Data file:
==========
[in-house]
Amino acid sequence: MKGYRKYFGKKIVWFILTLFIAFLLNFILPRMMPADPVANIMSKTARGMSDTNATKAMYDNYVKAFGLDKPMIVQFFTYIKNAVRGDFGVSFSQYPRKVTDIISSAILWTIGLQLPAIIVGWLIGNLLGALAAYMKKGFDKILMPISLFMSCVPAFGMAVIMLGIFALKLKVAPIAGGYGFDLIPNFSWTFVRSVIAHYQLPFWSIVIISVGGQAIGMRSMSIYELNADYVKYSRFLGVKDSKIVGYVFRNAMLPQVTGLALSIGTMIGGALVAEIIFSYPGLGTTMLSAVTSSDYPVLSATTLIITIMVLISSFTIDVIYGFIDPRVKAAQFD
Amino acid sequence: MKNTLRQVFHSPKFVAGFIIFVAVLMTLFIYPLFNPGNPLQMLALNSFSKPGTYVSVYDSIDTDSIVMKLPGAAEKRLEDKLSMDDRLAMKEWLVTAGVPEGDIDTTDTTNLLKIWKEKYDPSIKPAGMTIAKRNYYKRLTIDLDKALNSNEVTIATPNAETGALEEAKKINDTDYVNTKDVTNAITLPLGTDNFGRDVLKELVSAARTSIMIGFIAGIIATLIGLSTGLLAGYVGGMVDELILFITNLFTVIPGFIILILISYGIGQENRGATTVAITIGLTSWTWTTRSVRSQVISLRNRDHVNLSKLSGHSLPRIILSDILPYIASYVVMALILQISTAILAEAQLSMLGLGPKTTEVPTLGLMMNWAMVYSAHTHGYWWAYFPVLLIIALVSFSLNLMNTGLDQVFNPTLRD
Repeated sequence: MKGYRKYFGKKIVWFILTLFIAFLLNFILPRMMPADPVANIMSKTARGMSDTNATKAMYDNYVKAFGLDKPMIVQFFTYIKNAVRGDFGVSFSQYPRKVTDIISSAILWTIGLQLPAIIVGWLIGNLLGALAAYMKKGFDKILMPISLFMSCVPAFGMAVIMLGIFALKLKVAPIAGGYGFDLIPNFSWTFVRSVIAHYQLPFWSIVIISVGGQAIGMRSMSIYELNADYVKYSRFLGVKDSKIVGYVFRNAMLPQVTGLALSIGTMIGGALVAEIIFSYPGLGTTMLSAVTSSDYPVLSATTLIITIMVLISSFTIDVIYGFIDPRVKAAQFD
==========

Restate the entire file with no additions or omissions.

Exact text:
[in-house]
Amino acid sequence: MKGYRKYFGKKIVWFILTLFIAFLLNFILPRMMPADPVANIMSKTARGMSDTNATKAMYDNYVKAFGLDKPMIVQFFTYIKNAVRGDFGVSFSQYPRKVTDIISSAILWTIGLQLPAIIVGWLIGNLLGALAAYMKKGFDKILMPISLFMSCVPAFGMAVIMLGIFALKLKVAPIAGGYGFDLIPNFSWTFVRSVIAHYQLPFWSIVIISVGGQAIGMRSMSIYELNADYVKYSRFLGVKDSKIVGYVFRNAMLPQVTGLALSIGTMIGGALVAEIIFSYPGLGTTMLSAVTSSDYPVLSATTLIITIMVLISSFTIDVIYGFIDPRVKAAQFD
Amino acid sequence: MKNTLRQVFHSPKFVAGFIIFVAVLMTLFIYPLFNPGNPLQMLALNSFSKPGTYVSVYDSIDTDSIVMKLPGAAEKRLEDKLSMDDRLAMKEWLVTAGVPEGDIDTTDTTNLLKIWKEKYDPSIKPAGMTIAKRNYYKRLTIDLDKALNSNEVTIATPNAETGALEEAKKINDTDYVNTKDVTNAITLPLGTDNFGRDVLKELVSAARTSIMIGFIAGIIATLIGLSTGLLAGYVGGMVDELILFITNLFTVIPGFIILILISYGIGQENRGATTVAITIGLTSWTWTTRSVRSQVISLRNRDHVNLSKLSGHSLPRIILSDILPYIASYVVMALILQISTAILAEAQLSMLGLGPKTTEVPTLGLMMNWAMVYSAHTHGYWWAYFPVLLIIALVSFSLNLMNTGLDQVFNPTLRD
Repeated sequence: MKGYRKYFGKKIVWFILTLFIAFLLNFILPRMMPADPVANIMSKTARGMSDTNATKAMYDNYVKAFGLDKPMIVQFFTYIKNAVRGDFGVSFSQYPRKVTDIISSAILWTIGLQLPAIIVGWLIGNLLGALAAYMKKGFDKILMPISLFMSCVPAFGMAVIMLGIFALKLKVAPIAGGYGFDLIPNFSWTFVRSVIAHYQLPFWSIVIISVGGQAIGMRSMSIYELNADYVKYSRFLGVKDSKIVGYVFRNAMLPQVTGLALSIGTMIGGALVAEIIFSYPGLGTTMLSAVTSSDYPVLSATTLIITIMVLISSFTIDVIYGFIDPRVKAAQFD